Not long ago in my Social Justice 12 class, we were discussing a particular genocide when one of my students drew our attention to the Cherokee legend of The Tale of the Two Wolves.
In this story, a child who was wronged comes to his grandfather for advice. The elder tells him that in every person there’s a battle between two wolves. One wolf is anger, envy, regret, self-pity, guilt, false pride, vengeance and the like. The other wolf is love, joy, peace, kindness, hope, humility, forgiveness, truth, compassion and faith.
When the child asks which wolf wins, the grandfather replies, “The one you feed.”
There’s tremendous wisdom in this story on several levels. The grandfather is raising awareness in the child, letting him know that we have a choice in how we respond to situations. The negative response is often a reaction, made without thought. When we realize that we do have a choice in how we respond, however, we can pause and choose which wolf we will feed.
On another level, the story is about creating habits, good or bad. Feelings don’t just happen; we play a large role in choosing them. Our habitual thoughts impact what may appear to be an impulsive response. The wolf we’re feeding will dominate our thoughts, and thus influence our reactions.
The beauty of our humanity is that we’re capable of thought and reason. We can observe our reactions and ask: Is that what I really want to believe? Is that the way I want to live my life? Do I really want to give that much power to a person who has wronged me? Is that person who wronged me even aware of how hurtful her words are?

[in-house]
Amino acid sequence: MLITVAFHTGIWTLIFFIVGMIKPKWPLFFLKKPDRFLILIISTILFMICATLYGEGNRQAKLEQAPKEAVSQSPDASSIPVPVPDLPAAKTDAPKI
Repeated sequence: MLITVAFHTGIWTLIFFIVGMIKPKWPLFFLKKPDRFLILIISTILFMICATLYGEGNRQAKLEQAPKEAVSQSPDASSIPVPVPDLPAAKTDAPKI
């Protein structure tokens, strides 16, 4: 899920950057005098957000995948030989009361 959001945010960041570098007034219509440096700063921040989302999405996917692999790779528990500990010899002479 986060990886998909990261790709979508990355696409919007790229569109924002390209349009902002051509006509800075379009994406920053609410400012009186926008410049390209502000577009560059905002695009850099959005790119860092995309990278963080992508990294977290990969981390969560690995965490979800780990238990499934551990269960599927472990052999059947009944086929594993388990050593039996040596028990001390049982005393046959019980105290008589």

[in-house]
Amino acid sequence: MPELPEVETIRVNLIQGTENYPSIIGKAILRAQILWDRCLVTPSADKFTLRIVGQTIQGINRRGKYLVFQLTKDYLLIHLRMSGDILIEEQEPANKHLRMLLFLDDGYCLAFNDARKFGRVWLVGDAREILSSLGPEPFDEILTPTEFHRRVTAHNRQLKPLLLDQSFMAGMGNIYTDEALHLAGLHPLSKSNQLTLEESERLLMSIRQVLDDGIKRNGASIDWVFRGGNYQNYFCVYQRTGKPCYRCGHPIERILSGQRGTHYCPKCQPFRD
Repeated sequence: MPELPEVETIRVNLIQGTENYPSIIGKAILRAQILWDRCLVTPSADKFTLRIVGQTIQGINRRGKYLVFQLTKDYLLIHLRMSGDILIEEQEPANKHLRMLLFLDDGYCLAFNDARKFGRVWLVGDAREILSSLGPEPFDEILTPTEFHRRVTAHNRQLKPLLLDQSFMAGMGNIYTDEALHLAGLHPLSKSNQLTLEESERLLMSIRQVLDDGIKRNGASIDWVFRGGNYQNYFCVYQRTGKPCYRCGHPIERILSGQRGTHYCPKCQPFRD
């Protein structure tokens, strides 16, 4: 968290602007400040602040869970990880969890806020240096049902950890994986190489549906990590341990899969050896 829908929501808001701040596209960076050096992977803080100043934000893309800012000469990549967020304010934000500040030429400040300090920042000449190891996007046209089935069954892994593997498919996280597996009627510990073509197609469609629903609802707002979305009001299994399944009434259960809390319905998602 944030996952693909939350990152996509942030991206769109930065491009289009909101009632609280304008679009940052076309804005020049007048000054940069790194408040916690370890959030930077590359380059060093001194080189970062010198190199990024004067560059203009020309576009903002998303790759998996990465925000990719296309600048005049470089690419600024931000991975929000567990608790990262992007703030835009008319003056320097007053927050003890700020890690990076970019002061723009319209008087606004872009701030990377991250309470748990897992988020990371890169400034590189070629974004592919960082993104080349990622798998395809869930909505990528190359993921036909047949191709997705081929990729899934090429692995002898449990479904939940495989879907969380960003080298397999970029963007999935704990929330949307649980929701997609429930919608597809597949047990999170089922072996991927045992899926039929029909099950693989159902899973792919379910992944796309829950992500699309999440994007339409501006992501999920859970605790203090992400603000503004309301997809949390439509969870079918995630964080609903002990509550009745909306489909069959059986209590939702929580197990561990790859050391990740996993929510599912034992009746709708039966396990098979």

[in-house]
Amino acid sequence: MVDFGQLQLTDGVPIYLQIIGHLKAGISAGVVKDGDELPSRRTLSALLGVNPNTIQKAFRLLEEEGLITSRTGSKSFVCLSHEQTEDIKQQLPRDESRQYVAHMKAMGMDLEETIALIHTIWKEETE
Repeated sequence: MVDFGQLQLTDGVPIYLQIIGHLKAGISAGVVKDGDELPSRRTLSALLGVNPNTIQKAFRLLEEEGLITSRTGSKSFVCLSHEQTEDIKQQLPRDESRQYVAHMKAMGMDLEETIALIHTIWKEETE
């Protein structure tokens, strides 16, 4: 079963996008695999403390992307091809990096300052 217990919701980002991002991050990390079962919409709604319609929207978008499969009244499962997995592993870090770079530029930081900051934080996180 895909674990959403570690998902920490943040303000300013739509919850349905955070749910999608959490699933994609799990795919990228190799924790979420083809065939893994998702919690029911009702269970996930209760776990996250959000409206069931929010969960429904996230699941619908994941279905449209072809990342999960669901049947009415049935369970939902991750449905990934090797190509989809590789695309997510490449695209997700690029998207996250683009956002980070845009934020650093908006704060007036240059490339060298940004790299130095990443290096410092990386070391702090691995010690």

We can thus ask ourselves which wolf we’re feeding at any given moment.
The most profound human freedom is this ability to choose our thoughts. It’s something great minds have always focused on.
Viktor Frankl said, “Everything can be taken from a man but one thing: the last of human freedoms – to choose one’s attitude in any given set of circumstances, to choose one’s own way.”
Marcus Aurelius tells us, “The happiness of your life depends upon the quality of your thoughts.”
Lao Tzu tells us, “He who controls others is powerful, but he who has mastered himself is mightier still.”
The same can be said for our perspective on history. Yes, horrific crimes have been committed. It’s important to understand these and understand how they happened. If we understand the mistakes of history, they’re less likely to be repeated.
However, everything negative in history has come face to face with the power of goodness. Heroes always rise. We remember the names of some of them – like Mahatma Gandhi, Martin Luther King Jr. and Nelson Mandela – but there are many, many more.
Consider the amazing people who sheltered Jews during the Holocaust, or hid slaves on their journey to freedom, or risked their lives giving food and shelter to a person labelled an enemy.
Consider the person who stands up for a peer being bullied or puts an end to juicy gossip.
These are the stories we need to tell; these are the wolves we need to feed. These are the people we need to remember.
Amazing people are all around us. In fact, they live within each of us. In order to bring them to prominence we simply need to pay attention to them.
If we’re going to move forward as a world, as a nation and as individuals, we must be conscious of the fact that we’re the ones who choose which wolf is fed.
Troy Media columnist Gerry Chidiac is an award-winning high school teacher specializing in languages, genocide studies and work with at-risk students.